• Asking HR teams to take a strategic role in organizational change
  • Pre-evaluating the tools, methods, and vendors that specialize in organizational change
  • Communicate the principles that will be followed during future organizational changes

I’ve personally worked with great executives that are on the leading edge of organizational change and have seen first hand the positive results of implementing well-prepared changes. More can be done to prepare for organizational changes and it is a task worth doing to truly treat people as your most important corporate asset. Will you?




3 Simple Keys for HR to Manage a Successful Org Change

As an HR professional, you are bound to get a request to manage an org change. Your business will need to scale up or down in some areas, change people’s roles, or build a new structure from scratch. These are strategic changes and this is your chance to establish HR as a strategic partner.

Before you get that request, prepare to manage a successful org change by remembering these 3 simple key concepts that we’ve learned from supporting merger integrations, reorganizations, and downsizing processes:

  1. Get your data in one place
    • If you have to open several systems and documents to understand your organization, you will drown in administrative tasks before you even start to make strategic decisions. Before an org change starts, discuss with your team how you can get all of the data you need into one place. Perhaps you already have a system that lets you work with different scenarios in the safety of a secure sandbox. If not, assess if an online tool that is quick to set up could meet your needs (for example, try a free account on our OrgWeaver software platform)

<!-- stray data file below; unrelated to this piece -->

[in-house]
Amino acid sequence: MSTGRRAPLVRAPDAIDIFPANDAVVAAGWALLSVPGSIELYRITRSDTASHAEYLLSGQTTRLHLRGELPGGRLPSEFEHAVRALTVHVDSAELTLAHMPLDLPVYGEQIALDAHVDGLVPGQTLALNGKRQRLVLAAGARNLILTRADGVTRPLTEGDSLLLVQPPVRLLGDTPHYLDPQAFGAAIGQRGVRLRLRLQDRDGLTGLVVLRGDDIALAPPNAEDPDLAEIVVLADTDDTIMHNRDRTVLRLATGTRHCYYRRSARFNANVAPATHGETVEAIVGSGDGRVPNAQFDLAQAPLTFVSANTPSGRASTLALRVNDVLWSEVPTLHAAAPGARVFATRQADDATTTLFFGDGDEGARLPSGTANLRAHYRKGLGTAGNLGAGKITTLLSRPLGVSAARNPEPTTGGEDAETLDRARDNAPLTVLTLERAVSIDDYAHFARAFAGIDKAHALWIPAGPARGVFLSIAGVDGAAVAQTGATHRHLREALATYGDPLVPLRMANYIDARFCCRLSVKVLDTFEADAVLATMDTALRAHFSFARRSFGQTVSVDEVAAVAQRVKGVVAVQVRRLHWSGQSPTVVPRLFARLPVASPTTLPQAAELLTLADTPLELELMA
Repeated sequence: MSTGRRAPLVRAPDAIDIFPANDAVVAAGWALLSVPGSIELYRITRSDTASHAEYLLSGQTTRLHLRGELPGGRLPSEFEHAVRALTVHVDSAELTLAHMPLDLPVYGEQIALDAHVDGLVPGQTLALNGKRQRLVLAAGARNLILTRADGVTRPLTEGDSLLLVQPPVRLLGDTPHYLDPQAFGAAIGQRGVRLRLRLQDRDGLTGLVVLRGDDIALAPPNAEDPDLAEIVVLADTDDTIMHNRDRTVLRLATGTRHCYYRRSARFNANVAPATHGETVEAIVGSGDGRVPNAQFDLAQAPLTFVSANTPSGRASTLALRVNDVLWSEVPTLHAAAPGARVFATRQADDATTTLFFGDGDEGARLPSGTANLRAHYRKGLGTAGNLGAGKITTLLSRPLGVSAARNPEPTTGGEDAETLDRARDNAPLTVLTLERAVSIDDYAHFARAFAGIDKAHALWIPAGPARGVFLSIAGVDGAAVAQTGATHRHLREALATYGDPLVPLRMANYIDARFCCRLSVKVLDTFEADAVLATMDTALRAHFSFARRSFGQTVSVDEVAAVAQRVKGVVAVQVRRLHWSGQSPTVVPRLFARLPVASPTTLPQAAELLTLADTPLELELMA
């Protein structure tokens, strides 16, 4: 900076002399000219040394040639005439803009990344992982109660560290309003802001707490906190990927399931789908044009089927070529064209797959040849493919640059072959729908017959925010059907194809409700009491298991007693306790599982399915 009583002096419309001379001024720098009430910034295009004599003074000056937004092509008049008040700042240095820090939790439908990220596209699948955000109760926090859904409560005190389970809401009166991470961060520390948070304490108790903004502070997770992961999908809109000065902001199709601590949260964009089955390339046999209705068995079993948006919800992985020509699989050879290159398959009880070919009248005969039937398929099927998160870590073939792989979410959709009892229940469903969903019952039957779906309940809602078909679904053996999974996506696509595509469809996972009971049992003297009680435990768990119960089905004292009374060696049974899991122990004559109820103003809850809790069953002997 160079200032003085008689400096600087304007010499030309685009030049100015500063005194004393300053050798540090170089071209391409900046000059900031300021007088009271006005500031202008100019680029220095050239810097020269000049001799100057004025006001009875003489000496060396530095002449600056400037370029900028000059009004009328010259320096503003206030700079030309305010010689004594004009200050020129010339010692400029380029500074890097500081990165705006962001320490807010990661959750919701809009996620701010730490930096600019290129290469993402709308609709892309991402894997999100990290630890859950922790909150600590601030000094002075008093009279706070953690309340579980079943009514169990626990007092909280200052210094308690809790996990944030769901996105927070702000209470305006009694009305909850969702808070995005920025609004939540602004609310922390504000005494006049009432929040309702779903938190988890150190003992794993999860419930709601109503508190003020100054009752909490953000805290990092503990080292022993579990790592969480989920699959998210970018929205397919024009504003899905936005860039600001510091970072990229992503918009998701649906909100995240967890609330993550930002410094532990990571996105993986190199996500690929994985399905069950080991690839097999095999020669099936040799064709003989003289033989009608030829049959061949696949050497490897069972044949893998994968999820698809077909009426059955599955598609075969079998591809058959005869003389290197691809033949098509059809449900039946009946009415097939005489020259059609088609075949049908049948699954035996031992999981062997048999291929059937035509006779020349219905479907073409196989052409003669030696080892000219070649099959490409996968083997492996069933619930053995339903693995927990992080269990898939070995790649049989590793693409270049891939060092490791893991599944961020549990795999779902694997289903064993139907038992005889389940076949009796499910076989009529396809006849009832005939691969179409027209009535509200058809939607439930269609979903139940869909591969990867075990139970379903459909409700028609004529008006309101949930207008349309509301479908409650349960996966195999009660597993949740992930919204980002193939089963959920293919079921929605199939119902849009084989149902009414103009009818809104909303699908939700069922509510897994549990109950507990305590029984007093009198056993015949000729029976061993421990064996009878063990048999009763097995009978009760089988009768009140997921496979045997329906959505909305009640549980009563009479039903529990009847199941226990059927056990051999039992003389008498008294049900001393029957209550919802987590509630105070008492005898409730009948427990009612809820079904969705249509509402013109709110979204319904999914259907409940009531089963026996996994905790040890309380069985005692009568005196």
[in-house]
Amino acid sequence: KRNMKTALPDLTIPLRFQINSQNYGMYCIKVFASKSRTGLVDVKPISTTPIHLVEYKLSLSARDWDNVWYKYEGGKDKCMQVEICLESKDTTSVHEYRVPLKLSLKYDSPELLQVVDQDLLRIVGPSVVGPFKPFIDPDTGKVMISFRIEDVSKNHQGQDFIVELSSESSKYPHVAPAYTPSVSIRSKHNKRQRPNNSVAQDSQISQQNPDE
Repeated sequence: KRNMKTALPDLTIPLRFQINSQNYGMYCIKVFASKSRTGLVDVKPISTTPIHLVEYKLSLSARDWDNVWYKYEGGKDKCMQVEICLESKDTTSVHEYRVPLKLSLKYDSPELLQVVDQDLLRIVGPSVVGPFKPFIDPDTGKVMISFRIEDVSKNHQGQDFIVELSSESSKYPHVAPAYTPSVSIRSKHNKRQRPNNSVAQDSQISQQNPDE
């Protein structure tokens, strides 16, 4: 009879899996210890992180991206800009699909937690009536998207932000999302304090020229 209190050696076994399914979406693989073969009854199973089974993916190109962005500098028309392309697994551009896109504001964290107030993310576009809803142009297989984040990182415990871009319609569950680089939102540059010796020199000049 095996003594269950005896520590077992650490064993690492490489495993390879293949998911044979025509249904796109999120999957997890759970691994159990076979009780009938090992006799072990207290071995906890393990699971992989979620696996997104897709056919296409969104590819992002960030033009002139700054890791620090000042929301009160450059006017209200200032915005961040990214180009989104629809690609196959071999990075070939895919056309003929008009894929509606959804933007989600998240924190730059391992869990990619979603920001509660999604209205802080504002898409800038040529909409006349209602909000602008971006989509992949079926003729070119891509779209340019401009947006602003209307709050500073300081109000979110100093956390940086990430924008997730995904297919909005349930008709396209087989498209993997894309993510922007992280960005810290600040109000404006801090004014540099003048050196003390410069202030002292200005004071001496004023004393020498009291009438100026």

2. Know who needs to be involved
    • Make a list of every stakeholder who will need to provide information or receive reports during the org change (Executives, Managers, HR, Recruiters, Employees, Unions, Shareholders, etc.). Org changes require a lot of communication, so it is important to identify ahead of time who will be in charge of gathering & sharing different types of information for different people on a regular schedule.
  3. Keep track of decisions
    • No matter how good an HR team’s intentions are during an org change, you will be required to answer difficult questions about how decisions were made. From the very beginning of an org change, keep consistent notes on who made decisions, at what time, and for what reasons. If you don’t have the capacity to track these decisions on your own, a software tool like OrgWeaver can automatically keep track of how decisions were made.

We’re taking our own advice here at BrightArch to “keep things simple”. We’ve simplified the name of our software to OrgWeaver (which everyone agrees is much easier to say than OrganizationWeaver). And we’re simplifying the way customers can pick up and use OrgWeaver to solve complex org change challenges. More to come in the coming months.